The AI Detective Continued: Using Intelligent Exploration to Identify True Crime Podcasts Worth Hearing


Artificial intelligence isn’t just about helping huge corporations with business strategies or discovering the next biomedical miracle. Machine learning is becoming part of everyday life, helping people save time, make smarter decisions, and remove their own biases to find answers they didn’t expect. 

Take the example of identifying gripping, undiscovered true crime podcasts. Our first post on how AI can find the hidden gems in this popular genre was “elementary,” just scratching the surface of our technology and tools. Let’s dive deeper to see how Virtualitics’ Intelligent Exploration provides the power behind this fun analysis.

Don’t worry, this is for data nerds; no data science degree or criminal masterminding required.

Connecting dots between all relevant data

In our last “episode,” we started with a massive spreadsheet of data for over 2,000 true crime podcasts. Then, Max, our data science intern, used that data to create a Knowledge Graph on the Virtualitics AI Platform, illustrating communities and ties between different podcasts. Think of it as a giant, 3D crime board without the sticky notes or dry-erase markers. Oh, and you can spin it around and dive deeper to see more detail. 

A knowledge graph combines a huge variety of data–including text–into one visual, showing groups of podcasts that share characteristics and relating them to other communities. 

Max quickly saw that communities of true crime podcasts shared some interesting characteristics. And when he considered top performers, he saw some commonalities, like how top-ranked podcasts are almost always on Spotify and clock in at around 60 minutes.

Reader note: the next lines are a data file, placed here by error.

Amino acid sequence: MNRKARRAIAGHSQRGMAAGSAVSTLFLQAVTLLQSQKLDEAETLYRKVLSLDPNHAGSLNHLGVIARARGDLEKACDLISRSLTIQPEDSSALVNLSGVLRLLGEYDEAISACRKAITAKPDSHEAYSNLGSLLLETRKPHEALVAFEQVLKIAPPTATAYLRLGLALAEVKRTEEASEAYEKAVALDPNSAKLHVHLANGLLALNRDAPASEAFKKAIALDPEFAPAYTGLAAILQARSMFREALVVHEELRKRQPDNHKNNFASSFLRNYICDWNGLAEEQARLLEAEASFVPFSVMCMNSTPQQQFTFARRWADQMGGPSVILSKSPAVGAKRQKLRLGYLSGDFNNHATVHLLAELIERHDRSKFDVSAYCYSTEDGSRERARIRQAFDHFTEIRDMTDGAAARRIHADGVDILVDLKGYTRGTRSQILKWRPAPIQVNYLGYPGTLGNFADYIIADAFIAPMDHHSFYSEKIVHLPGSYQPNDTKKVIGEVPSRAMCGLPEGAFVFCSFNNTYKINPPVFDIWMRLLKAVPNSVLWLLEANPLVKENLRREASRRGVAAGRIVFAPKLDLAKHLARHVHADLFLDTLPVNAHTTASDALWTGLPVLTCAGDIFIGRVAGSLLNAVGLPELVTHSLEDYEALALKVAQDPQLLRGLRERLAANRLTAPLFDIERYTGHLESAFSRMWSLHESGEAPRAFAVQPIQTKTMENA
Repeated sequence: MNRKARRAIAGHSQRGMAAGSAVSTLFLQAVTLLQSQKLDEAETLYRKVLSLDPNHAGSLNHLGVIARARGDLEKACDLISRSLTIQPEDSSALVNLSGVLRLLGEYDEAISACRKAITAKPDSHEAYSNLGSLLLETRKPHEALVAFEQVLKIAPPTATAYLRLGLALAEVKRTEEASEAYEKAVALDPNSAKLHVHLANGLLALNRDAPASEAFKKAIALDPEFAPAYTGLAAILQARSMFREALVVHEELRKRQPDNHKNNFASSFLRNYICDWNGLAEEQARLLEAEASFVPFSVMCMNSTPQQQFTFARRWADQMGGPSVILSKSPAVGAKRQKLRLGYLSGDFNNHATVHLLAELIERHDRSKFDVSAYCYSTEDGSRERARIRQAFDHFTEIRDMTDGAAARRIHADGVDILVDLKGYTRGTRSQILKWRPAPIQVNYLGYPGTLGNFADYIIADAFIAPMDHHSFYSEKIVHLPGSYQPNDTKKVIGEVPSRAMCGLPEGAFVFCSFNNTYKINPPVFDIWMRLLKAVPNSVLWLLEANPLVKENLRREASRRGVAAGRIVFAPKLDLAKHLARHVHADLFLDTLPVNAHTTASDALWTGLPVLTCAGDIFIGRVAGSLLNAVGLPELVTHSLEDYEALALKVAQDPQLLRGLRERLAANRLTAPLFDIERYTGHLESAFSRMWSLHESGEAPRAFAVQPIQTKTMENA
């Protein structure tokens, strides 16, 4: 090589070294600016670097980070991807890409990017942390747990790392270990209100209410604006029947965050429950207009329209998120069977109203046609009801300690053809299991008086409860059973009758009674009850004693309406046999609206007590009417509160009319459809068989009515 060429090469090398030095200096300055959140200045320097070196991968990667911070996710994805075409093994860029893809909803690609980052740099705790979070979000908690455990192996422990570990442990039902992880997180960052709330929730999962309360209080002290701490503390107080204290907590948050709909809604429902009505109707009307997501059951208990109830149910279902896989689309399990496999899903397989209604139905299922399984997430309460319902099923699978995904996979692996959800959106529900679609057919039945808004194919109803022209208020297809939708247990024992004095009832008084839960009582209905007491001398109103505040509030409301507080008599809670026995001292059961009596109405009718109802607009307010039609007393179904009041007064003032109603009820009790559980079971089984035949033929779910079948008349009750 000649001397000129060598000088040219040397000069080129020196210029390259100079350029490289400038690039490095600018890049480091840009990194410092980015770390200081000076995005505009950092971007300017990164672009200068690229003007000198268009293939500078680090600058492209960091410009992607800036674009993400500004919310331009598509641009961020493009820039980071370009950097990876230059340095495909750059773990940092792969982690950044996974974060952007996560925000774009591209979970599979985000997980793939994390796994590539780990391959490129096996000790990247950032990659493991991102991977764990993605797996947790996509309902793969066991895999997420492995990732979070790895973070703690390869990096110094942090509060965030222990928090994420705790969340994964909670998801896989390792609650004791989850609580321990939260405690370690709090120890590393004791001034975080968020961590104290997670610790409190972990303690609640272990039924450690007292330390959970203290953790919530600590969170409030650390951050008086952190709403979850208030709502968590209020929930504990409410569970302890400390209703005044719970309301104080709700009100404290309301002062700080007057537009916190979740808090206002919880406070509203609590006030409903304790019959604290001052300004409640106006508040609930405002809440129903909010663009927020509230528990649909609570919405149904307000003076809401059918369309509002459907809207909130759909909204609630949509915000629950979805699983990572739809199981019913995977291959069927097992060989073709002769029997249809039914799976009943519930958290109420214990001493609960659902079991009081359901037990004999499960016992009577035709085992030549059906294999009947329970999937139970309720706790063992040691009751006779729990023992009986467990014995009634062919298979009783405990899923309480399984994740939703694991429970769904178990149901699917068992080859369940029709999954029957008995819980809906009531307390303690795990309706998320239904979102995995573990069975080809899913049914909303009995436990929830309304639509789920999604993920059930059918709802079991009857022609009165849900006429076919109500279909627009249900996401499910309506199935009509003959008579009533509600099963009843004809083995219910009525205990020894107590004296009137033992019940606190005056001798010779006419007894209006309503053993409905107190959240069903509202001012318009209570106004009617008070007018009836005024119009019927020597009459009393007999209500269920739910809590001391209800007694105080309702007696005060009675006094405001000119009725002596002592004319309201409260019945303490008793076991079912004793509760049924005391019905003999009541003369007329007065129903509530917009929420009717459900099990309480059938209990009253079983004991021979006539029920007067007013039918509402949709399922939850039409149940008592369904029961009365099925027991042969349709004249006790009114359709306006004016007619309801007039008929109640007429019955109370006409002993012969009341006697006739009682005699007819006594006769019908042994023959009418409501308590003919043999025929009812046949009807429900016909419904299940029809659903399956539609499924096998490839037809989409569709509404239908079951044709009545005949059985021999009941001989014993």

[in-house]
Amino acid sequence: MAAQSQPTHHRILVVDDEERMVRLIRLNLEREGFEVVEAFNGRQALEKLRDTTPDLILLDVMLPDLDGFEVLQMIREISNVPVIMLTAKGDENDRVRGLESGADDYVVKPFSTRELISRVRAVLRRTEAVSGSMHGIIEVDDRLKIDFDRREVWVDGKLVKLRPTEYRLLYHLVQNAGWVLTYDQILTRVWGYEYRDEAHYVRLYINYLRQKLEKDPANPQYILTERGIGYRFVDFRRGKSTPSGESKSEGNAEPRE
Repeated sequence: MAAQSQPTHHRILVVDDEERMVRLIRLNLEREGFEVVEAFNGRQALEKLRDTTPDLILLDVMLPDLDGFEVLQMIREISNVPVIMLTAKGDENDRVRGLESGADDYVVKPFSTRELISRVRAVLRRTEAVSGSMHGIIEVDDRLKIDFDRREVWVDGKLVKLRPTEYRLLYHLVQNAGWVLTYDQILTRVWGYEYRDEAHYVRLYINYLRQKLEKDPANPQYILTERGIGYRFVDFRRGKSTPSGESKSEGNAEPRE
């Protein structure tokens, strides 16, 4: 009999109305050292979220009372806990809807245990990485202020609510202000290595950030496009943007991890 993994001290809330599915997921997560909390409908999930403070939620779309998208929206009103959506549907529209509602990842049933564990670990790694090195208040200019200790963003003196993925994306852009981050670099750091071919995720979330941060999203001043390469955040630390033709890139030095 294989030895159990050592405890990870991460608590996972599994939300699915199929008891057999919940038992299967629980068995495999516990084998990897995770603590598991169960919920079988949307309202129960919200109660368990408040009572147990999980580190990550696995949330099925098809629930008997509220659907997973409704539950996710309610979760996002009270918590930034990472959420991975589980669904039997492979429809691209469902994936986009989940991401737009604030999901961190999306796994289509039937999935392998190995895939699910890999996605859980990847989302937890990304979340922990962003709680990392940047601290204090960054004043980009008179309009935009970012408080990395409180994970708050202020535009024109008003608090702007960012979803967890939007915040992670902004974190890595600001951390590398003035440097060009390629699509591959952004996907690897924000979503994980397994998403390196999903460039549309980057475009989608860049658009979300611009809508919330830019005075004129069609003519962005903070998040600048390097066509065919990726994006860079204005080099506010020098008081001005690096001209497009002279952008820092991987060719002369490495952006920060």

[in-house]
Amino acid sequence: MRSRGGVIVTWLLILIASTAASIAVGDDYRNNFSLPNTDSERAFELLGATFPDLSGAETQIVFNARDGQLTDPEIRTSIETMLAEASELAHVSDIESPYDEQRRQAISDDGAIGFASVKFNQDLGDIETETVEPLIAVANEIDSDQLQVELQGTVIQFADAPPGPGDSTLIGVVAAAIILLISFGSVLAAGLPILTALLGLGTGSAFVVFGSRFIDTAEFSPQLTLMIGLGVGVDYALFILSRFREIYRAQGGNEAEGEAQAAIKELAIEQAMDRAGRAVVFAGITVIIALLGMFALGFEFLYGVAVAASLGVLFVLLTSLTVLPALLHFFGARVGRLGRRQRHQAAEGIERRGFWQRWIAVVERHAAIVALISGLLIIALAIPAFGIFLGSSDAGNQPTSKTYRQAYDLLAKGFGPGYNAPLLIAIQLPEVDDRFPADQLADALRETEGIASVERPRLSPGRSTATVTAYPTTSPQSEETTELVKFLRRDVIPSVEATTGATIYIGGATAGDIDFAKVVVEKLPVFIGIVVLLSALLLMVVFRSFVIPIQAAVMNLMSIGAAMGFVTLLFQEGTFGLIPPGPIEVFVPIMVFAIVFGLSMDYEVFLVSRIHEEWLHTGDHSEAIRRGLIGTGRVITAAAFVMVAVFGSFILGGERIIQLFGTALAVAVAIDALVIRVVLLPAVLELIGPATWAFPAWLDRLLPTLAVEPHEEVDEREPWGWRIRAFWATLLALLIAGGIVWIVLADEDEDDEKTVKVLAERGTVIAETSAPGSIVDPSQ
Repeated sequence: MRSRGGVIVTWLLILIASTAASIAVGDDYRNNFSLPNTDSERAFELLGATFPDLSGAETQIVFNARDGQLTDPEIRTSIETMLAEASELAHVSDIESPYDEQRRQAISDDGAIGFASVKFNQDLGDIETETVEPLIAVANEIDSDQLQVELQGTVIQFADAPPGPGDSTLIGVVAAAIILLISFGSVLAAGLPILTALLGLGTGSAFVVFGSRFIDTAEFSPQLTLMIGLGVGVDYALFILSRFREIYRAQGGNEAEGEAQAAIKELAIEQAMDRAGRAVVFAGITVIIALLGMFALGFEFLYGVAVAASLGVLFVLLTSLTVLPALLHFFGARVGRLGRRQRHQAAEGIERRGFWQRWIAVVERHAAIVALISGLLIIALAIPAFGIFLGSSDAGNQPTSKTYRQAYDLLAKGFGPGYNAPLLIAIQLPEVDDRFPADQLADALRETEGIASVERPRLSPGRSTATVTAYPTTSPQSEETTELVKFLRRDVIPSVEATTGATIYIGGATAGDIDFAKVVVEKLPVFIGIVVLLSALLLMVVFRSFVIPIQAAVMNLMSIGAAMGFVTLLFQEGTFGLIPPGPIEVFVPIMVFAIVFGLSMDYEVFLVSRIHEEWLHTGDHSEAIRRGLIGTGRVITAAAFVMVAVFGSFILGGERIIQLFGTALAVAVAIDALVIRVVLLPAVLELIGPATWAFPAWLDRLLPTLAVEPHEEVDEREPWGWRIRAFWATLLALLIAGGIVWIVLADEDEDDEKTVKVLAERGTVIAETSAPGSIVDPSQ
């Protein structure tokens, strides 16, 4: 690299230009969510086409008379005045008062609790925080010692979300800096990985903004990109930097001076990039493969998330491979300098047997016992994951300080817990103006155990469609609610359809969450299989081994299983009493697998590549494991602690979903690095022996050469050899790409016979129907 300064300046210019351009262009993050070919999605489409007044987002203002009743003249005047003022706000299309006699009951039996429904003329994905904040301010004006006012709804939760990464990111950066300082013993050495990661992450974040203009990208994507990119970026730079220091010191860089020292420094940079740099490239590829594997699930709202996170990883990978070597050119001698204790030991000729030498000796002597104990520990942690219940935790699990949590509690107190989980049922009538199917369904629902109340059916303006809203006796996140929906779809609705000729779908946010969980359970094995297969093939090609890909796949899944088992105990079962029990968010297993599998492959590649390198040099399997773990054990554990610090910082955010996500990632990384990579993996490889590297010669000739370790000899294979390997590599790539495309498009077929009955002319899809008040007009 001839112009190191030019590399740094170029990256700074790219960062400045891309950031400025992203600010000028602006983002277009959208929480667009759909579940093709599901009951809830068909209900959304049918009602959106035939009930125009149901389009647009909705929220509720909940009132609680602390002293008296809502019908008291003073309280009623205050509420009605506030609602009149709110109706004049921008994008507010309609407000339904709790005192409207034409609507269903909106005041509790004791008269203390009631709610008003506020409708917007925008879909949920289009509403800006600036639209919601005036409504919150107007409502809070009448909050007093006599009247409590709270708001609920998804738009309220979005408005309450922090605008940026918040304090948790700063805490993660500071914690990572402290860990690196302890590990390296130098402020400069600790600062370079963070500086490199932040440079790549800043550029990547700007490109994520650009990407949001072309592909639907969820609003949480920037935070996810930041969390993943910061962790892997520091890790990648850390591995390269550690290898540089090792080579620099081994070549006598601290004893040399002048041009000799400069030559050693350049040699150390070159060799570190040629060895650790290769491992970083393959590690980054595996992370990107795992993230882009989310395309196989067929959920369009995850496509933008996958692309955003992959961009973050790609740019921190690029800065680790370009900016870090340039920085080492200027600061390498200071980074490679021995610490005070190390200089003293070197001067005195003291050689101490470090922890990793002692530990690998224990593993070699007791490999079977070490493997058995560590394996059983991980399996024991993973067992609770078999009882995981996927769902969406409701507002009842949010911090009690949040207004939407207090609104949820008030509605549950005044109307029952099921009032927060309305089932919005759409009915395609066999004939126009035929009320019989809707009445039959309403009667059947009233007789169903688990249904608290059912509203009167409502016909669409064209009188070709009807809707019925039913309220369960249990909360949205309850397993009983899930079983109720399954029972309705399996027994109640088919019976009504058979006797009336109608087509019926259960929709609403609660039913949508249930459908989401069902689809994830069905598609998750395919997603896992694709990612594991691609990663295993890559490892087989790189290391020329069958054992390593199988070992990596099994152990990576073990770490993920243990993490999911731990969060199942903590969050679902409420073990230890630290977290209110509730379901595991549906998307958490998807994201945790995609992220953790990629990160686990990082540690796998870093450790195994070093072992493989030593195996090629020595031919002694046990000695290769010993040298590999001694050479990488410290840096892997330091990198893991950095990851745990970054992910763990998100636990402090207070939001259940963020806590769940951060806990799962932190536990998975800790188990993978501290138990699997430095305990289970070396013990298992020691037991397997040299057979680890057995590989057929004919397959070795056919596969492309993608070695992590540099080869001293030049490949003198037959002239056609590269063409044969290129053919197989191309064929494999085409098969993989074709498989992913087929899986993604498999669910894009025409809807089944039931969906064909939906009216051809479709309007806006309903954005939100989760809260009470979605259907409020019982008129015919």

But we didn’t just want to understand the most popular podcasts by analyzing numerical data. We wanted to dig into the meat of the subject. So Max leveraged built-in AI routines in Virtualitics—like Natural Language Processing—to investigate other podcasts that shared many of the same features as the most popular content.

How Natural Language Processing expands data analytics beyond math

To consider more than ratings, rankings, and categories for any product or service or content, you need a way to consider human language in your data. Human review and categorization of massive amounts of text take a lot of time and introduces bias. Natural Language Processing (NLP) is the application of linguistics, computer science, and AI to produce an output that we can analyze alongside numerical and categorical data. Being able to include text in our analysis with a simple click of a button allowed us to conduct a much richer, more meaningful investigation of the podcast data.

Using Virtualitics’ NLP application to parse the podcast descriptions, Max was able to highlight similar ones. He found that the most defining commonality was something unexpected: descriptions that included self-promotional content, like ACAST pages or links to the pods’ own websites. 

No major themes in names. No common topics or content descriptions. So, what does this insight mean?

It means that there are no magic words that automatically tip us off to a great true crime podcast. But plenty of them take the time to create descriptions that can lead listeners to more content. They work to build an online community. This led Max to a next step in his legwork: investigating which podcasts had a social media presence using Smart Mapping.

Using Smart Mapping to show relationships between a lot of complex variables

Using a Virtualitics capability called Smart Mapping, Max found a direct correlation between Listen Score (like Nielsen ratings but for podcasts, included as one data source in our analysis) and podcasts that have Spotify, Twitter, and Google accounts. This tells us that for a podcast to get a high Listen Score (and be seen on top podcast lists) it must have an online presence beyond just publishing the podcast. 

This view shows that a solid social presence is common to many of the top performing true crime podcasts.